Marc
    Marc wrote:
    Somebody stole me a brace...
    
    perl -MClearCase::Argv -e 
    '$ct=new ClearCase::Argv({ipc=>1,autochomp=>1}); ...
    

    Marc
  • GKellner
    GKellner
    259 Posts

    Re: Count versions per element

    ‏2012-08-15T10:57:42Z  
    • Tgefen
    • ‏2012-08-14T14:30:52Z
    Hi Georg,

    Do you need that to find out how many files have been changed \created between two releases, streams, projects or baselines? If so, I can suggest an easier way...

    We work these days to enhance one of our ClearCase add-ons, R&D Reporter, to provide a similar request. We will provide it as a report in the context of a comparison between two baselines or streams. e.g. compare two streams and get a statistics summary of:
    NNN activities have been created
    MMM elements have been changed or created
    YYY file versions have been created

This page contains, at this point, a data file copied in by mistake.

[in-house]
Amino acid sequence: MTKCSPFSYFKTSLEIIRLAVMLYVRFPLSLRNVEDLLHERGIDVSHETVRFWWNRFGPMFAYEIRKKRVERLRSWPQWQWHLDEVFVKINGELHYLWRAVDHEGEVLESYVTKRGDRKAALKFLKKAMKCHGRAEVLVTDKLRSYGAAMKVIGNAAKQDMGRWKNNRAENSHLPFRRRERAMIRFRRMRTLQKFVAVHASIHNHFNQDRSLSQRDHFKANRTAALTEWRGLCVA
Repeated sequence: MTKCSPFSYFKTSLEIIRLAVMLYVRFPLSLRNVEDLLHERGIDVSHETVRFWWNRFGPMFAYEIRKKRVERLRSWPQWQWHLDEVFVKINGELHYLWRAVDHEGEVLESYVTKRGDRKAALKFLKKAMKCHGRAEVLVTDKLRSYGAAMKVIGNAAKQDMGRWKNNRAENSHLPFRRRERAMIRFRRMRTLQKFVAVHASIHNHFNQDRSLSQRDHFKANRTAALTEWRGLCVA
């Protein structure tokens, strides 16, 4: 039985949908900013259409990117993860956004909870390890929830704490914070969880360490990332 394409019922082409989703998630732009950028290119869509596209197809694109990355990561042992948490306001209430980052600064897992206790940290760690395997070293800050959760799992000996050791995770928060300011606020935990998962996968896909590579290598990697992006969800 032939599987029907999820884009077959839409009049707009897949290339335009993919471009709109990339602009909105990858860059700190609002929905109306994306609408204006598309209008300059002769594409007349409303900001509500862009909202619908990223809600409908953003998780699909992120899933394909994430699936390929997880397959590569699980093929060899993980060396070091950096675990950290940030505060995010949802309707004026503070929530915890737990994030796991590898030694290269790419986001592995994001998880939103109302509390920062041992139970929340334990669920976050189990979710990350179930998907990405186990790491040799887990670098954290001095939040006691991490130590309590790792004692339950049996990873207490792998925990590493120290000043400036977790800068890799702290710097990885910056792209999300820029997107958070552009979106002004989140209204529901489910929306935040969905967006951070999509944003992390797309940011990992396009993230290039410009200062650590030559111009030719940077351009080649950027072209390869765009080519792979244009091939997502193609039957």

ZZZ merged file versions

    Herein an example (screenshot): see here

    We will generate this report to screen (see above, so you can use a context-menu for further investigating properties, version tree, annotating etc.), or you may export it to email, Excel, PDF, XML etc.
    For each file element, you get a parent-child list of all file versions (as his children). We also provide the parent-child list grouped by activities.

    If you want to join our Beta program and get it when it's ready, let me know please.

    Regards,
    Tamir Gefen, GoMidjets
    The background for this topic:

    A project complains about bad CC performance.
    The VOBs where moved to a new server, the network was pimped but they keep on complaining.

    So my idea is, not to look for hardware, but to look how they are using CC.
    First thing: Analyzing the db via countdb
    37.000 elements are okay, 500.000 versions are also okay, but the 13.400.000 Version_Label_Links are scary.
    Counting also the directory versions, every element and directory version in this VOB has 25 labels in average.
    THis is the point, where we can stop talking about performance.

    The next thing:
    Analyzing the elements.
    I will check the size of the elements in comparsion with the amount of versions.
    If someone wants to checkout a 100 k file, which has due to its history a source container with 3 or 4 M, he'll has to wait.
    So I want to have the list, mentioned above.

    @marc: I know how to spell the word bash, I know, my Unix admin hates bash.